The social history of walking includes many kinds of people and different reasons for why they walked: the peripatetic philosophers of ancient Greece, the melancholy Romantic poets, religious pilgrims, protest marchers, the solitary flâneur of the city, and the hiker communing in the wilderness. Walk Ways brings together works by nineteen contemporary artists who view walking as an activity that unites bodily and mental freedom. Inspired by their own experiences as well as by rich examples from literature and art history, these artists have created art about walking‹some even made by the action of walking‹that explore notions of work, leisure, politics, geography, and identity.
Walk Ways takes its cue from Claes Oldenburg¹s "I Am For an Art" manifesto of 1961, which promotes an art that "imitates the human" and "embroils itself with the everyday crap." The exhibition choreographs a seemingly unremarkable everyday activity, offering a series of How To¹s that present walking as a subject or as a metaphor for human activities.
The works of "walking artists" Francis Alÿs, Janet Cardiff and George Bures Miller, and Hamish Fulton consistently involve this motion as an action they perform in a pastoral or urban setting, most often documented in combinations of photography, video, and text. Tom Marioni, Curtis Mitchell, and Rudolf Stingel use walking as part of their process of drawing or painting in the studio. Eleanor Antin and François Morelli perform walking-related tasks that feature sculptural acts of pilgrimage in public spaces, while Janine Antoni and Paul Ramirez-Jonas, Jim Campbell, Martin Kersels, and Douglas Ross explore the psychology of locomotion. Sharon Harper, Matthew McCaslin, Nancy Spero, and Richard Wentworth use "the walk" as a narrative device for explorations of history, rural landscape, and urban space.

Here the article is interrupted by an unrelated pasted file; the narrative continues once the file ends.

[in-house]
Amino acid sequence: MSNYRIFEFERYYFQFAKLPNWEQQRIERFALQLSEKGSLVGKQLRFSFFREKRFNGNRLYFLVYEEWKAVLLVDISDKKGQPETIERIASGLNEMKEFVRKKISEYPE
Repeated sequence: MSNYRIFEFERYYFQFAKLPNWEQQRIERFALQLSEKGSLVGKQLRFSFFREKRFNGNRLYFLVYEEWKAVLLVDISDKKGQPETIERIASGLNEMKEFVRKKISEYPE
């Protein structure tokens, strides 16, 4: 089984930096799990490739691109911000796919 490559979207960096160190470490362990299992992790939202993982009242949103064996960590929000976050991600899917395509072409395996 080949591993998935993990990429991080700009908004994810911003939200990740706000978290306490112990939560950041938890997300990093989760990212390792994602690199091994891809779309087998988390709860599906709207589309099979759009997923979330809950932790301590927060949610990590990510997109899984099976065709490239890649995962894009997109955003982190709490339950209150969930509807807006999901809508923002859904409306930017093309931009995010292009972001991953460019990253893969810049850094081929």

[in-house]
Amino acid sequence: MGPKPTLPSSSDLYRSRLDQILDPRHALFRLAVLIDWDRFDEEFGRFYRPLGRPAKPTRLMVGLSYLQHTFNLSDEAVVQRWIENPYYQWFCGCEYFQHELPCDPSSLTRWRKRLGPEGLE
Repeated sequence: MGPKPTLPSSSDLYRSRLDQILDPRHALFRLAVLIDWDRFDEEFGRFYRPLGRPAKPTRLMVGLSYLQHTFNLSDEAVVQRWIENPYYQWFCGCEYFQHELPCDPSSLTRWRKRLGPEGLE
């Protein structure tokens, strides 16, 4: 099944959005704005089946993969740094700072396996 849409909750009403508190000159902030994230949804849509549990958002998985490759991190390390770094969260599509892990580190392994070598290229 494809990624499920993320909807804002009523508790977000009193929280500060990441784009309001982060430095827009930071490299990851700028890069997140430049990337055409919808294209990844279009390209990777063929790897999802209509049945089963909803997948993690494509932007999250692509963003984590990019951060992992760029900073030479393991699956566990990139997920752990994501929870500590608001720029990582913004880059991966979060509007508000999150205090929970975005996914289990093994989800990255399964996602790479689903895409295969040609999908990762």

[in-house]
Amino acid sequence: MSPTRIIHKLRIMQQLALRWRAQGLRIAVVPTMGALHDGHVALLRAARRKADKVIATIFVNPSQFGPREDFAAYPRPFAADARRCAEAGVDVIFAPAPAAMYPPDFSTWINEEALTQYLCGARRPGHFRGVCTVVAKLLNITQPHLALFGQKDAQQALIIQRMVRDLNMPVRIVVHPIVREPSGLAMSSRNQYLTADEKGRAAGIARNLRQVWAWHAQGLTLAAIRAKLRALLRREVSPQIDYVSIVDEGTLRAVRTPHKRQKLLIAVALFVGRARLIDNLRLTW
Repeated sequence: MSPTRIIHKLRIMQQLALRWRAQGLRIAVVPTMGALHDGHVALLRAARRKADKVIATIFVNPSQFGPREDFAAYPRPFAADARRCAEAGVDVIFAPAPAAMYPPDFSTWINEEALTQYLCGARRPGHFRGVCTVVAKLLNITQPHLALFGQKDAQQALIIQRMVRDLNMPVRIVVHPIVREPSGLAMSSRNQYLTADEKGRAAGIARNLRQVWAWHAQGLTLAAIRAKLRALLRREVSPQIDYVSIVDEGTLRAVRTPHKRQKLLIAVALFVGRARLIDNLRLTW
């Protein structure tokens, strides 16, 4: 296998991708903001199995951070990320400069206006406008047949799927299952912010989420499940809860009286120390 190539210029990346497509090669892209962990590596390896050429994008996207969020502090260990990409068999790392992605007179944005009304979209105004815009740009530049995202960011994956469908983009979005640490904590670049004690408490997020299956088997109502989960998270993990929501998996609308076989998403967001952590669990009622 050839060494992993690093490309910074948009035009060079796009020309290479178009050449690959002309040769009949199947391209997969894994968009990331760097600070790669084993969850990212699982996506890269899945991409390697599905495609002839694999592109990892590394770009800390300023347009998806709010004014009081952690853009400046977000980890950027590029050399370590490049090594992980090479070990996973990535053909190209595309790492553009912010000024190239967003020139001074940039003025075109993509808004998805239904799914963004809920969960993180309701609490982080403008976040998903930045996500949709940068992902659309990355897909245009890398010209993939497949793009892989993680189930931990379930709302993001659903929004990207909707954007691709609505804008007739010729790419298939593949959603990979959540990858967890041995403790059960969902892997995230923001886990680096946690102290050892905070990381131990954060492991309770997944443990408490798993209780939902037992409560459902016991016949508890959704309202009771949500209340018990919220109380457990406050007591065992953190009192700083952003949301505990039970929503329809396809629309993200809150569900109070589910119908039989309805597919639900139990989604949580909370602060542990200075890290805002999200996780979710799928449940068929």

The artists in Walk Ways explore the connections between mind and body, motion and site, process and residue. Their works illuminate how a simple daily movement can inspire a complex meditation on the physical world and the self as a "mover and shaker" within it.
Walk Ways is accompanied by a 56-page, illustrated catalogue with an essay by the curator, available at Oakville Galleries.
The exhibition and tour is made possible through support from Elizabeth Firestone Graham Foundation and The Ida and William Rosenthal Foundation.